Either way you cut it, that's a huge chunk of change! (For the sake of comparison, it cost me LESS THAN $16,000 to earn two bachelors and one masters degree.)

Even if a person lucks out and is able to find a living wage job or better in this miserable economy, he or she still is looking at a decade or more to pay back the principle WITH interest. If a person is NOT so lucky -- and far more individuals will fall into this category than the other -- it represents a financial burden that literally can swallow up a person.

What about all those college graduates who end up in service-oriented minimum wage jobs? They will quickly discover they have enough trouble making it from month-to-month! Paying back college loans simply will get jettisoned from the minuscule budget and -- before you know it -- that prized degree will lead to falling credit scores which, in some cases, can remove you from the pool for better jobs.

Democracies do not function adequately if the citizens are not well-informed and well-educated (think Tea Party times one million...unless, of course, you ARE a member of the Tea Party, then you probably can't count that high*). By placing quality education beyond the reach of more and more Americans, we are moving away from the concept of a robust democracy and we are doing so at great peril.

*I'm sorry, I couldn't help it.

The Tao of Dark Sages - Chapter 10, Part 3

The Tao of Dark Sages
by Scott Bradley

I have done both and it leaves me with pure experience, or pure awareness, I guess you could say. There is only emptiness. And awareness fills that void. And all these things to let go? They are all the same. If I let go of anything completely, there can’t be other things to which I still cling. It’s a way of being, and if you are that, then, well, you are that. Does that make sense?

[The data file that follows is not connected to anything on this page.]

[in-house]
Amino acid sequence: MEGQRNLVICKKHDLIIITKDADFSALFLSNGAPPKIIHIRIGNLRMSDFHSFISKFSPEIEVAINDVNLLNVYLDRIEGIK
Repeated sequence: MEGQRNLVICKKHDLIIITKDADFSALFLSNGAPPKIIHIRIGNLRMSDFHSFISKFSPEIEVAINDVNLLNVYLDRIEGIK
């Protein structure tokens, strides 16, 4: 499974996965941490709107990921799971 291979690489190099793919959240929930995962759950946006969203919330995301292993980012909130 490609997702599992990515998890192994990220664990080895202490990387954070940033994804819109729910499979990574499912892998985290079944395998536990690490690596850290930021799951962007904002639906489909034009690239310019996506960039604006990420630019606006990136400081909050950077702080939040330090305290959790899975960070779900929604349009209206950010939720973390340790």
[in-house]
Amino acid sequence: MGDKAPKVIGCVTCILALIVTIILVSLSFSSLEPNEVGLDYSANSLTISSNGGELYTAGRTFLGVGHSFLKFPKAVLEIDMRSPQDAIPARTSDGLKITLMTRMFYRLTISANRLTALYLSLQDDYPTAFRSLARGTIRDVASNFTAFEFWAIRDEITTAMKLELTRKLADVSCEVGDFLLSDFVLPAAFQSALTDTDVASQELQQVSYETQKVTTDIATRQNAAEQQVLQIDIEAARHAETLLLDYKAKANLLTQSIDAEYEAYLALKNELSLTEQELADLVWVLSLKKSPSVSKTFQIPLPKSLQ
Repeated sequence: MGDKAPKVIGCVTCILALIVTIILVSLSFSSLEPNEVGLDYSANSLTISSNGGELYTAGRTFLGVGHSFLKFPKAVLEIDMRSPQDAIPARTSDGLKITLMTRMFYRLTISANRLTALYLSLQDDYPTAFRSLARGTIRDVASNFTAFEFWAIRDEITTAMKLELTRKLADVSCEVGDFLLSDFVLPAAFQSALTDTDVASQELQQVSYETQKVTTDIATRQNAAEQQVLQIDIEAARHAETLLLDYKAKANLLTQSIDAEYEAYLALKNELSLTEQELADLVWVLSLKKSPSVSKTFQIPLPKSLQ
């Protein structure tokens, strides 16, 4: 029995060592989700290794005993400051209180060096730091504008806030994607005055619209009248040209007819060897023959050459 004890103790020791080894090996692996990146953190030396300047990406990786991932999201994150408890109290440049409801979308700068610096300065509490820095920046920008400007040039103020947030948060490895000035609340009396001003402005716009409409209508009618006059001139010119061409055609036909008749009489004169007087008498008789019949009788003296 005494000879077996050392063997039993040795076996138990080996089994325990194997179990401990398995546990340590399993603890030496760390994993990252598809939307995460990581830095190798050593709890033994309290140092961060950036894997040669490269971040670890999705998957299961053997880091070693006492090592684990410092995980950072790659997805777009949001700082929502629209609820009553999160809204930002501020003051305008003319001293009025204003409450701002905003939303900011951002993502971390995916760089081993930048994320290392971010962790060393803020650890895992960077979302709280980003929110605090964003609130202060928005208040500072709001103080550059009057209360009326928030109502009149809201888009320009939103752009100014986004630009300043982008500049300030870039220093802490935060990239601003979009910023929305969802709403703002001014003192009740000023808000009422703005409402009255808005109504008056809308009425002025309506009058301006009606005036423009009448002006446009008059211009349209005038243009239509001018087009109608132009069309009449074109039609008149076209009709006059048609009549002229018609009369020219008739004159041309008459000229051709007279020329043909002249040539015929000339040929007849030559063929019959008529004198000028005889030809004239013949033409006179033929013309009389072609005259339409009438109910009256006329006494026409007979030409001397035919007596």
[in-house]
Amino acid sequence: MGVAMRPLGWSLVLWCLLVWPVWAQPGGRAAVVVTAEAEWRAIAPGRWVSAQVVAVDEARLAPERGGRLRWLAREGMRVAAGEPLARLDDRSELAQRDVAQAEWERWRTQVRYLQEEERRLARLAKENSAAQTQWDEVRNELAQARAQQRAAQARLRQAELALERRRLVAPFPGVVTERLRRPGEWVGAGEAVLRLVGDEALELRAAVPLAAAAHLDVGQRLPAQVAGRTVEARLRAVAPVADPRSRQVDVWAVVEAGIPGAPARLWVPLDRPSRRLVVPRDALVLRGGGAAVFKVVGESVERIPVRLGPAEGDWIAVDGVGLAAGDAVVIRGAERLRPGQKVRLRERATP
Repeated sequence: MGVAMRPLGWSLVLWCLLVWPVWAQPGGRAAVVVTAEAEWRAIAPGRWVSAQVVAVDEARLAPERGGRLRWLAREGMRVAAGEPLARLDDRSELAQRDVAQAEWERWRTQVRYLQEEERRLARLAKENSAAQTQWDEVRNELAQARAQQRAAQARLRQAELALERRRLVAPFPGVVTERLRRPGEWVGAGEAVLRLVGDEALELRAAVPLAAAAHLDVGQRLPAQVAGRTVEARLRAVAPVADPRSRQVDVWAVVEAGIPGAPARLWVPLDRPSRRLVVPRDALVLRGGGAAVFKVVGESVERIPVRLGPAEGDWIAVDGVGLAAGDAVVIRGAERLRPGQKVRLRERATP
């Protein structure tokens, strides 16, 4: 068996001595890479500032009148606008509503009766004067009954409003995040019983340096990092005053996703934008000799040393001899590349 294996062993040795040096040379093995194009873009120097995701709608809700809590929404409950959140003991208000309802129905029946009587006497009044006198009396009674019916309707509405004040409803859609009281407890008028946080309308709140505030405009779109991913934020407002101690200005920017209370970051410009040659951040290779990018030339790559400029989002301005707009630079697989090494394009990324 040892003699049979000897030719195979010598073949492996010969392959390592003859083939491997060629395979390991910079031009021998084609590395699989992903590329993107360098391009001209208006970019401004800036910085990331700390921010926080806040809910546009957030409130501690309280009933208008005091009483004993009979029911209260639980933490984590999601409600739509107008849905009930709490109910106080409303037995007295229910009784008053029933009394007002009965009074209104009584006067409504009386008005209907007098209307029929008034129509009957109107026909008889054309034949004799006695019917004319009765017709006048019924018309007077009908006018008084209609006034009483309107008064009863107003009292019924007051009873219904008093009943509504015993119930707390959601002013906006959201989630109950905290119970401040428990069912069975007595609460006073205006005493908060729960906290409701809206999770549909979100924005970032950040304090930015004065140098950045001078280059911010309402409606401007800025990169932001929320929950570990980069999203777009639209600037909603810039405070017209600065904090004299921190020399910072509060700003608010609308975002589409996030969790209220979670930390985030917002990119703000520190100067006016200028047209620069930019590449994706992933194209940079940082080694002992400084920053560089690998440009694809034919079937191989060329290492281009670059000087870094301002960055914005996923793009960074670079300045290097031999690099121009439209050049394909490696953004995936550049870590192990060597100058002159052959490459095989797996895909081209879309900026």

Absolutely! Though we might have a list of things to let go of, in the end, there is only letting go. And it’s the big things like life and death and identity that bring this home because they go to the core of our problem. Which is...?


How so?

The only reason we cling is we believe there is someone to cling and something to cling to. If I have no separate ego-identity — no belief in my own existence—then there is no self which can cling and no ‘other’ to cling to.

Yes. And we might add, there is no need to cling. Because clinging is always an attempt to give substance and support to the ego-identity. We cling to life and fear death because we believe we have an existence to lose when, in fact, we have nothing of the sort. I’m going to quote Mitchell again, from the same Chapter 13: "What does it mean that hope is as hollow as fear? Hope and fear are both phantoms that arise from thinking of the self. When we don’t see the self as self, what do we have to fear?"

So, "Abandon hope all you who enter here!" Isn’t it ironic, the inscription over the gate to Milton’s hell, stands over the gate to our heaven!

Let’s leave it there. Don’t forget your "homework." See you tomorrow.

If you're interested in reading more from this series by Scott Bradley, go here.

A Fricking Franchise

Last year, I wrote a series that featured one verse of the Tao Te Ching (TTC) each day. That series featured my own observations plus a multitude of print and internet sources. During late spring into the summer of this year, I featured a second series on the TTC called Other Voices. Unlike the previous series, this one solely featured the insights and observations of others.

I am now conducting a third series on the TTC, Line by Line. My best estimation is that this series will conclude near the end of 2011 or the first few months of 2012.

What then?

Well, I was thinking that I could author a 4th series on the TTC that goes word by word! That would keep me going on this same topic for, I'm guessing, a decade or so.